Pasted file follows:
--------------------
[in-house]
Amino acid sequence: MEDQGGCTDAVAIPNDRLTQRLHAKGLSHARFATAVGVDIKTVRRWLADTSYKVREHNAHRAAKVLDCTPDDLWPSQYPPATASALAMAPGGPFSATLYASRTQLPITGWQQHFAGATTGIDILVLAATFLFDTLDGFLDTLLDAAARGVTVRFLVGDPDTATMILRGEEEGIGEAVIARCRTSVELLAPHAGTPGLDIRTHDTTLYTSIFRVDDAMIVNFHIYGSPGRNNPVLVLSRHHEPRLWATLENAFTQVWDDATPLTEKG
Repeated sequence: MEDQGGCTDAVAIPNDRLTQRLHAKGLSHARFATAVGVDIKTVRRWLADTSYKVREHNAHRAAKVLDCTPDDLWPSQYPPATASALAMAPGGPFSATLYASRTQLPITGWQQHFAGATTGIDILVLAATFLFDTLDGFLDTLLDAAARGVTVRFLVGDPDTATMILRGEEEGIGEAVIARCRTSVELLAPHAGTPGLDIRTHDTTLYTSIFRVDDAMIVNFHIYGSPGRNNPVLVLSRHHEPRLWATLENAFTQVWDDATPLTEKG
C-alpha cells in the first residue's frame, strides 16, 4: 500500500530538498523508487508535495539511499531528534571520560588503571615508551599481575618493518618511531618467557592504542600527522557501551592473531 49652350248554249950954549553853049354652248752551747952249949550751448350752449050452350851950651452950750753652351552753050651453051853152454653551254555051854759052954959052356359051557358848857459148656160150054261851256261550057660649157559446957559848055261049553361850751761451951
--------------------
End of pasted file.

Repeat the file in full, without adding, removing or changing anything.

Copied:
[in-house]
Amino acid sequence: MEDQGGCTDAVAIPNDRLTQRLHAKGLSHARFATAVGVDIKTVRRWLADTSYKVREHNAHRAAKVLDCTPDDLWPSQYPPATASALAMAPGGPFSATLYASRTQLPITGWQQHFAGATTGIDILVLAATFLFDTLDGFLDTLLDAAARGVTVRFLVGDPDTATMILRGEEEGIGEAVIARCRTSVELLAPHAGTPGLDIRTHDTTLYTSIFRVDDAMIVNFHIYGSPGRNNPVLVLSRHHEPRLWATLENAFTQVWDDATPLTEKG
Repeated sequence: MEDQGGCTDAVAIPNDRLTQRLHAKGLSHARFATAVGVDIKTVRRWLADTSYKVREHNAHRAAKVLDCTPDDLWPSQYPPATASALAMAPGGPFSATLYASRTQLPITGWQQHFAGATTGIDILVLAATFLFDTLDGFLDTLLDAAARGVTVRFLVGDPDTATMILRGEEEGIGEAVIARCRTSVELLAPHAGTPGLDIRTHDTTLYTSIFRVDDAMIVNFHIYGSPGRNNPVLVLSRHHEPRLWATLENAFTQVWDDATPLTEKG
C-alpha cells in the first residue's frame, strides 16, 4: 500500500530538498523508487508535495539511499531528534571520560588503571615508551599481575618493518618511531618467557592504542600527522557501551592473531 49652350248554249950954549553853049354652248752551747952249949550751448350752449050452350851950651452950750753652351552753050651453051853152454653551254555051854759052954959052356359051557358848857459148656160150054261851256261550057660649157559446957559848055261049553361850751761451951